Bodaken Philosophy Symposium

Workshops & Discussions

Bodaken Philosophy Symposium

A 1973 graduate of CSU’s Department of Philosophy, Bruce Bodaken has sustained through a highly successful life and career his fascination with philosophy that blossomed during his years as a philosophy major at CSU.  Bruce, who recently retired as President, Chairman, and CEO of Blue Shield of California, kindly has donated funds to the Department so that it may yearly, over the next five years, conduct a symposium that will engage not only department students and faculty in cutting-edge philosophical discussions but also attract community members to philosophical discourse that contributes to the betterment of our society.  The aim is to conduct a philosophy workshop in the fall semesters that centers on participation and contributions by Philosophy graduate and advanced undergraduate students and the offering of a thematically related public lecture in the spring semesters that will endeavor to engage a broad audience from across the CSU and Northern Colorado communities.  In each case, fall and spring, the department will engage leaders in their areas of specialization of philosophy from across the nation and world, bringing them to campus so that they may share their learning and insights relative to critical current issues with members of the local student, faculty, and professional communities.

The inaugural Bodaken Philosophy Symposium public lecture, held on March 26, 2018, featured renowned oncologist, professor, department chair, and vice provost at the University of Pennsylvania, Dr. Ezekiel Emanuel, who delivered a stimulating and thought-provoking lecture entitled “Why I (Still) Wish to Die at 75.” The lecture was held in the CSU Lory Student Center Theatre and was attended by over 500 individuals.

The theme for the 2018-2019 Bodaken Symposium series is Economic Inequality, Well-Being, and Democracy. On October 4, David Schmidtz (University of Arizona)  presented “Moral Science 2.0.” And, David Schweickart (Loyola University Chicago) spoke on “Climate, Inequality, Democracy (Unchained)" on October 11.

Recent Event: Spring Lecture on March 6

Jonathan Wolff (University of Oxford) was the featured Bodaken Symposium speaker for Spring 2019. His public lecture, "Can We Fix Institutional Injustices: Racism, Sexism, Poverty?" took place on Wednesday, March 6th at 6 pm in the CSU Lory Student Center Theatre.

Jonathan Wolff is the Blavatnik Chair in Public Policy and Governing Body Fellow at Wolfson College at the University of Oxford.  His interests include questions of equality, disadvantage, and social justice as well as topics such as poverty, health care policy, public safety, disability, gambling, and the regulation of recreational drugs. Wolff explores these themes in dozens of articles and books. He also has been a member of several influential advisory committees in the United Kingdom and writes a regular column on higher education for The Guardian.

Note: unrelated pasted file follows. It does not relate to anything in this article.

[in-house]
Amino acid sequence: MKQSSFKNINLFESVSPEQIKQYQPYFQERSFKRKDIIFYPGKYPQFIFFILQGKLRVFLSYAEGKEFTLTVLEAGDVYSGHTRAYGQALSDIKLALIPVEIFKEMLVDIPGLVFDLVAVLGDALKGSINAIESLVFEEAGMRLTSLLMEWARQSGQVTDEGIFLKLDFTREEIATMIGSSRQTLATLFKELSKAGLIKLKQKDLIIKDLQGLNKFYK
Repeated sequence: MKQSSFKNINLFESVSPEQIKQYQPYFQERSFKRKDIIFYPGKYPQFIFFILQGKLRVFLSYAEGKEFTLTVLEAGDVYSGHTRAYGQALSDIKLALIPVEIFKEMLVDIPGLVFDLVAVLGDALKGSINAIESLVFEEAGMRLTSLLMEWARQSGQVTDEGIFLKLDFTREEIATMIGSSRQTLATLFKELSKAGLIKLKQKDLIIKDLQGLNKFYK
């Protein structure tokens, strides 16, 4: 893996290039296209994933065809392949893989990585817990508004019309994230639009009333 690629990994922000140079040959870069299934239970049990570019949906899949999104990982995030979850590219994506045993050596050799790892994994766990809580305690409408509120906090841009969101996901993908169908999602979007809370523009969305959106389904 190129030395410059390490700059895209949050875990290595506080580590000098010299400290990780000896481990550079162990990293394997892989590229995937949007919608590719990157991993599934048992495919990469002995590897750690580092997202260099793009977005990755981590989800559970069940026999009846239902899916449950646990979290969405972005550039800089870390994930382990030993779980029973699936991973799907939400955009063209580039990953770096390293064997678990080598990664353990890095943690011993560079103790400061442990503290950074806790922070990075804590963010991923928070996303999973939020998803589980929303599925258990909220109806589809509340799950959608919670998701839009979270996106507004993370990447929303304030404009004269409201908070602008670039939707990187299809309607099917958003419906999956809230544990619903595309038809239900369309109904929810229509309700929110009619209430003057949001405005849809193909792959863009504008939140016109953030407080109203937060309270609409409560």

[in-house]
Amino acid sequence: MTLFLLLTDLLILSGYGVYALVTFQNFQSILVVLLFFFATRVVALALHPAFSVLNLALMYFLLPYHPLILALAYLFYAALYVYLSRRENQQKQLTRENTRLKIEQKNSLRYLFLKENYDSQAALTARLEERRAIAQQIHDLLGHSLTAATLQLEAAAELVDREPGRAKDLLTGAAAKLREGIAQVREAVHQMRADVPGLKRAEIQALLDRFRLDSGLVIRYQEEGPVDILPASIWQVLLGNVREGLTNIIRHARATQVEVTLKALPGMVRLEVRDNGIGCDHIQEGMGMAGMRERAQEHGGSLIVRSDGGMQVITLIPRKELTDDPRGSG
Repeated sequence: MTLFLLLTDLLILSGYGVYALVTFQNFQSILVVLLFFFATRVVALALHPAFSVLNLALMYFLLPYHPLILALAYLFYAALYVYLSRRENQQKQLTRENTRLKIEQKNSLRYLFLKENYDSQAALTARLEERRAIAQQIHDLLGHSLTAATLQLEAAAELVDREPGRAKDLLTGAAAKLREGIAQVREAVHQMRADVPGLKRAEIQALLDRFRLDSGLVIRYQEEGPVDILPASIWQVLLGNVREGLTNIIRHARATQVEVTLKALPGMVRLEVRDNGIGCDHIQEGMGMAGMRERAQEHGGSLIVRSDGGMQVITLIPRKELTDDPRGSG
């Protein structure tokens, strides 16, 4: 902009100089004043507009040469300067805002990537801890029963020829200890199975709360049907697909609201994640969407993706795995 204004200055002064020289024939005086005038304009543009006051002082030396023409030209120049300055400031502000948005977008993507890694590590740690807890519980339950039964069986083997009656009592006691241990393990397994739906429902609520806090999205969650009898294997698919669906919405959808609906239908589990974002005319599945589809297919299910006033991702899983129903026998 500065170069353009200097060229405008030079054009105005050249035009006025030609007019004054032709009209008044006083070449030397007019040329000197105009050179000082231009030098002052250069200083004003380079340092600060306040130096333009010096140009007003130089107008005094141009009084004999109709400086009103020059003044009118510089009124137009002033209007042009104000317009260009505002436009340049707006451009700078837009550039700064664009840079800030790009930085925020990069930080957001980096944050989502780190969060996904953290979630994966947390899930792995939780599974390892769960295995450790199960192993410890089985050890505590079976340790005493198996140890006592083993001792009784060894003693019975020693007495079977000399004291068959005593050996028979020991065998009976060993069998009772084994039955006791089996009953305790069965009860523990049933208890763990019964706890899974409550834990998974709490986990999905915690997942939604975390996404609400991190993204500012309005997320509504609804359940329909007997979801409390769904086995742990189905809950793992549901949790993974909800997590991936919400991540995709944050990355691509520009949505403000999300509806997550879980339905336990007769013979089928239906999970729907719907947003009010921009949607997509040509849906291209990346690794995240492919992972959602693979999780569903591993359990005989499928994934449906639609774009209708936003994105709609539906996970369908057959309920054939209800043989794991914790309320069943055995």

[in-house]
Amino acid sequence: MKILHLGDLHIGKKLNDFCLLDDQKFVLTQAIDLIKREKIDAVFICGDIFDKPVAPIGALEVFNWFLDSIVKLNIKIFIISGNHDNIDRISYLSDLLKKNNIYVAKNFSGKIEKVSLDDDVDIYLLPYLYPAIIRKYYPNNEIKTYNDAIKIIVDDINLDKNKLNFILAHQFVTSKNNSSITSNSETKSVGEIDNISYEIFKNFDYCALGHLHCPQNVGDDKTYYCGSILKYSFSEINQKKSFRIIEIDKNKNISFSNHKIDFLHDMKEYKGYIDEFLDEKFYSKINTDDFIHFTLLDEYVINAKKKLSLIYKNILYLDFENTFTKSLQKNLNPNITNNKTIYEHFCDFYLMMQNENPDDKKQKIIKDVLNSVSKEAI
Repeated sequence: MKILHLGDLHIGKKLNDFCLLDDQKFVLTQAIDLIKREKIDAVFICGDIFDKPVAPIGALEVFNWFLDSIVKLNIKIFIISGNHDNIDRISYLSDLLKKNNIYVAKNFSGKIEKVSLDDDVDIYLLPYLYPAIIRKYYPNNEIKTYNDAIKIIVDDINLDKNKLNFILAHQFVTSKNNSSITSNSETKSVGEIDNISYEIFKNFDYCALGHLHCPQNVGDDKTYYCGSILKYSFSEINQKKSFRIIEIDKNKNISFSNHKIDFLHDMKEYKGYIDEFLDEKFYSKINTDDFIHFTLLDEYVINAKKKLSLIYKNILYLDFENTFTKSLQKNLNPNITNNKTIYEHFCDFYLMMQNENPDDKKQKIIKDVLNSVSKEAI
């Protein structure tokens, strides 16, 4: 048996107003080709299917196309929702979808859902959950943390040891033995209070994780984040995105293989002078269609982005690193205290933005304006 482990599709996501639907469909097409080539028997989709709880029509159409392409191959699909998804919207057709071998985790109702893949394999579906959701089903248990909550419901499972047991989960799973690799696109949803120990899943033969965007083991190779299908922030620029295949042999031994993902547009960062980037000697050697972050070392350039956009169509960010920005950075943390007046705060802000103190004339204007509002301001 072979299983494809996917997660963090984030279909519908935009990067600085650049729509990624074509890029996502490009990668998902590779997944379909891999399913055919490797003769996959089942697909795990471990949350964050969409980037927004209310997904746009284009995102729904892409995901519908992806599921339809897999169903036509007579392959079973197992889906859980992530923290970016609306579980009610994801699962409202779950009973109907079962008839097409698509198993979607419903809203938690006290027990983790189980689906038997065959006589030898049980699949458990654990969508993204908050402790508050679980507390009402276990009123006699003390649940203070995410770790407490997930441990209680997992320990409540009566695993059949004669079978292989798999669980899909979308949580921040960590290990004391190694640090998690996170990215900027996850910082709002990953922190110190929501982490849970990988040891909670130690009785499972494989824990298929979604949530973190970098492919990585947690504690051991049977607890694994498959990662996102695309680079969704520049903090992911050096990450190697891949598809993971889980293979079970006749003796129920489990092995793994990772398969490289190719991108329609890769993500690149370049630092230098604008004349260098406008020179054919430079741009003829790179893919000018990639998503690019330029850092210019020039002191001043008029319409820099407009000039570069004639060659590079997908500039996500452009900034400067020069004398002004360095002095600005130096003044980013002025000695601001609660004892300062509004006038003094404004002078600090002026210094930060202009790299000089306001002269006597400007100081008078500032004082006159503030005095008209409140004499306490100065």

Call for Abstracts: Fall 2019 Workshop 

We are pleased to announce the first annual Bodaken Philosophy Symposium Workshop, to be held October 15-16, 2019 at Colorado State University in Fort Collins, Colorado. This year’s theme is Living Together Online: Social Epistemology, Ethics, and the Internet.

The Internet has altered social life in many ways, from making it easier to keep in touch with family and friends to making it more difficult to avoid forming false, conspiratorial beliefs. There are fewer barriers to the acquisition of knowledge and ignorance, as well as fewer barriers between governments, technology firms and advertisers and our private mental states. We welcome submissions that address the conceptual puzzles and practical challenges of social life in the information age. Possible topics may include (and this list is by no means exhaustive):

  • The nature and role of expertise and the obligations of experts in an age of “fake news”
  • The nature and role of trust in anonymous, online contexts
  • Epistemic injustice and the Internet
  • Justifications for censorship in contexts that lack epistemic gatekeepers, e.g., social media
  • Epistemic bubbles and echo chambers
  • Democracy and the “attention economy”
  • The nature of privacy and property in the age of big data
  • Deliberation, disagreement, and polarization
  • Political manipulation and the Internet

Our keynote speakers are:
Regina Rini (Canada Research Chair in Philosophy of Moral and Social Cognition, York University)
C. Thi Nguyen (Associate Professor, Utah Valley University)
Karen Frost Arnold (Associate Professor, Hobart and William Smith Colleges)
James Williams (University of Oxford, Co-Founder, Time Well Spent)

Please send abstracts of no more than 700 words, as well as any questions, to Moti Gorin (moti.gorin@colostate.edu), by May 31, 2019. Draft papers will be submitted by September 15, 2019. Presenters will have 20-30 minutes to present their working papers, after which the floor will open for discussion. We may have funds available to help support graduate students whose papers are accepted.